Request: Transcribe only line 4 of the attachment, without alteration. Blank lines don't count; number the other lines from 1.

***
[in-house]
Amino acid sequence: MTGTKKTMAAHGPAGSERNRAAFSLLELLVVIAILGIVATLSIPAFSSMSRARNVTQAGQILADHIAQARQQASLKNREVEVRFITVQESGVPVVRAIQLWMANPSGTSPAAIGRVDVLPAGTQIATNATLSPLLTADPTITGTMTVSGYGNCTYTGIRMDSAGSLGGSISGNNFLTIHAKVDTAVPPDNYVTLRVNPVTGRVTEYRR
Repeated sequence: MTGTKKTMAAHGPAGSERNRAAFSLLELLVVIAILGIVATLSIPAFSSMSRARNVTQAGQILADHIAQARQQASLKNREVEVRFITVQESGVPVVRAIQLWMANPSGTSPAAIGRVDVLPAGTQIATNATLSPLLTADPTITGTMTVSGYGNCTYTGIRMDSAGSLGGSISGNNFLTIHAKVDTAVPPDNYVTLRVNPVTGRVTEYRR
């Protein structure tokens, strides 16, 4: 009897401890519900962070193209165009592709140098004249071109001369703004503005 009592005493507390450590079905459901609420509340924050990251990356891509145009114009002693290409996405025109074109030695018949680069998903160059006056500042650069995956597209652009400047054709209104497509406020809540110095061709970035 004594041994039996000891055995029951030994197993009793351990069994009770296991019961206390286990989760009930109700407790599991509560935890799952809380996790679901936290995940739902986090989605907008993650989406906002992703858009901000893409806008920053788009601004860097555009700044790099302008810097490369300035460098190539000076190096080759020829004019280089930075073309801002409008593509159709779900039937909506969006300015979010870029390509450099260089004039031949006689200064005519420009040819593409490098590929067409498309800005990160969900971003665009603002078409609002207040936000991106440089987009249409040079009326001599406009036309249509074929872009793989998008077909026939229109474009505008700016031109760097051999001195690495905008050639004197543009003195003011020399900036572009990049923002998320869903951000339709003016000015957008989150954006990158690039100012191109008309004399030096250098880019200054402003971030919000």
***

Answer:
């Protein structure tokens, strides 16, 4: 009897401890519900962070193209165009592709140098004249071109001369703004503005 009592005493507390450590079905459901609420509340924050990251990356891509145009114009002693290409996405025109074109030695018949680069998903160059006056500042650069995956597209652009400047054709209104497509406020809540110095061709970035 004594041994039996000891055995029951030994197993009793351990069994009770296991019961206390286990989760009930109700407790599991509560935890799952809380996790679901936290995940739902986090989605907008993650989406906002992703858009901000893409806008920053788009601004860097555009700044790099302008810097490369300035460098190539000076190096080759020829004019280089930075073309801002409008593509159709779900039937909506969006300015979010870029390509450099260089004039031949006689200064005519420009040819593409490098590929067409498309800005990160969900971003665009603002078409609002207040936000991106440089987009249409040079009326001599406009036309249509074929872009793989998008077909026939229109474009505008700016031109760097051999001195690495905008050639004197543009003195003011020399900036572009990049923002998320869903951000339709003016000015957008989150954006990158690039100012191109008309004399030096250098880019200054402003971030919000």